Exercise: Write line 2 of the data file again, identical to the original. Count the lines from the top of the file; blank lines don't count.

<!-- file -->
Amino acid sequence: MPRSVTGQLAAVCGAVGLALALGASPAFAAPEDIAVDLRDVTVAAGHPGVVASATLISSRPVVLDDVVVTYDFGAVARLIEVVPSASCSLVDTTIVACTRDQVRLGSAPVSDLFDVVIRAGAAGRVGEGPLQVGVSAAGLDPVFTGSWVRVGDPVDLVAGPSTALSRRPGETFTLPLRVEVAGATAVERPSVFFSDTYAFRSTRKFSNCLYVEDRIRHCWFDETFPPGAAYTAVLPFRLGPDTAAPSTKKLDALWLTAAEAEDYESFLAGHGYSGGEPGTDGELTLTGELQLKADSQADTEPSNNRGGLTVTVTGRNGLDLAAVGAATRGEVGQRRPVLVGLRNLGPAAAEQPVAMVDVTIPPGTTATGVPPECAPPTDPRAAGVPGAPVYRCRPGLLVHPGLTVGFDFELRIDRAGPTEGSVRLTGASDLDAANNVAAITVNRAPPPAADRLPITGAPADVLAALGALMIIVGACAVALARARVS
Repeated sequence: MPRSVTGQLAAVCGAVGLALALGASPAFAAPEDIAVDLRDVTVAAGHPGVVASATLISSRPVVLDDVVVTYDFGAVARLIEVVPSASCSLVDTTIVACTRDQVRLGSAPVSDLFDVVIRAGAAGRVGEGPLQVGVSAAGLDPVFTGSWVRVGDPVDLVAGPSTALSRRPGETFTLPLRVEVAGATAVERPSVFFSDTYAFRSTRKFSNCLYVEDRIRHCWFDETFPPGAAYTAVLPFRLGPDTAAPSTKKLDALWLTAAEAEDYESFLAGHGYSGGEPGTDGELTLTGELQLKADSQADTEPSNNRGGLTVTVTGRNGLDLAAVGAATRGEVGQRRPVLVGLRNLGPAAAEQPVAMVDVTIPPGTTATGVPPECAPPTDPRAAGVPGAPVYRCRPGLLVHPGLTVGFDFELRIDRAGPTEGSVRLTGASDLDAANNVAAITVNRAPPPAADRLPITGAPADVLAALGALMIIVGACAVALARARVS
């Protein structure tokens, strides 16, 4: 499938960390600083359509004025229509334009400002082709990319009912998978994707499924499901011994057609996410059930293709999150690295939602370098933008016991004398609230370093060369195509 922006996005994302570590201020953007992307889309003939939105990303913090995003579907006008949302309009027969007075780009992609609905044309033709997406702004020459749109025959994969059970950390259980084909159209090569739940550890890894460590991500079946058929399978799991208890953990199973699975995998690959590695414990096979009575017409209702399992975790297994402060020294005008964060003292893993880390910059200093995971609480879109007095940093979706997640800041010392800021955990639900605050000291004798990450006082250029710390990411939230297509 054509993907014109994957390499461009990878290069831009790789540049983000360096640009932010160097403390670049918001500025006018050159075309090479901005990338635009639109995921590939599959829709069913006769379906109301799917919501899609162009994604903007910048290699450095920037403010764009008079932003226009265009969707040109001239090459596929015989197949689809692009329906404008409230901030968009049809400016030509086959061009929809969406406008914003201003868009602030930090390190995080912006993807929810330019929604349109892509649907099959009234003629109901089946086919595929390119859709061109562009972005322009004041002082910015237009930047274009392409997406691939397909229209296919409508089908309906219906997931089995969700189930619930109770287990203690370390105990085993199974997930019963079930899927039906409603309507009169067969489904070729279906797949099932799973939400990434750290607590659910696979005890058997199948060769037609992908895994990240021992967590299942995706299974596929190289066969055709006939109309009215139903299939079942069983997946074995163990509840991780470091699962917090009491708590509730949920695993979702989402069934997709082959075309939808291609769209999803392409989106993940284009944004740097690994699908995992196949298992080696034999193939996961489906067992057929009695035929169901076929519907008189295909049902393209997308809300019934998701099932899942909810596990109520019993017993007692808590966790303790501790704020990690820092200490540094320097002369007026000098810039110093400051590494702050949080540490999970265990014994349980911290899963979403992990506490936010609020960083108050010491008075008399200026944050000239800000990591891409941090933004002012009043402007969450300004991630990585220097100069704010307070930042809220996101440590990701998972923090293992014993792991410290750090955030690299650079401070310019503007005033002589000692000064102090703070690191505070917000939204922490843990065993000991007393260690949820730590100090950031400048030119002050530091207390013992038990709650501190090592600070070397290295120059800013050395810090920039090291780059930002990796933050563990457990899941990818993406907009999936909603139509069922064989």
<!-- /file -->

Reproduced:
Repeated sequence: MPRSVTGQLAAVCGAVGLALALGASPAFAAPEDIAVDLRDVTVAAGHPGVVASATLISSRPVVLDDVVVTYDFGAVARLIEVVPSASCSLVDTTIVACTRDQVRLGSAPVSDLFDVVIRAGAAGRVGEGPLQVGVSAAGLDPVFTGSWVRVGDPVDLVAGPSTALSRRPGETFTLPLRVEVAGATAVERPSVFFSDTYAFRSTRKFSNCLYVEDRIRHCWFDETFPPGAAYTAVLPFRLGPDTAAPSTKKLDALWLTAAEAEDYESFLAGHGYSGGEPGTDGELTLTGELQLKADSQADTEPSNNRGGLTVTVTGRNGLDLAAVGAATRGEVGQRRPVLVGLRNLGPAAAEQPVAMVDVTIPPGTTATGVPPECAPPTDPRAAGVPGAPVYRCRPGLLVHPGLTVGFDFELRIDRAGPTEGSVRLTGASDLDAANNVAAITVNRAPPPAADRLPITGAPADVLAALGALMIIVGACAVALARARVS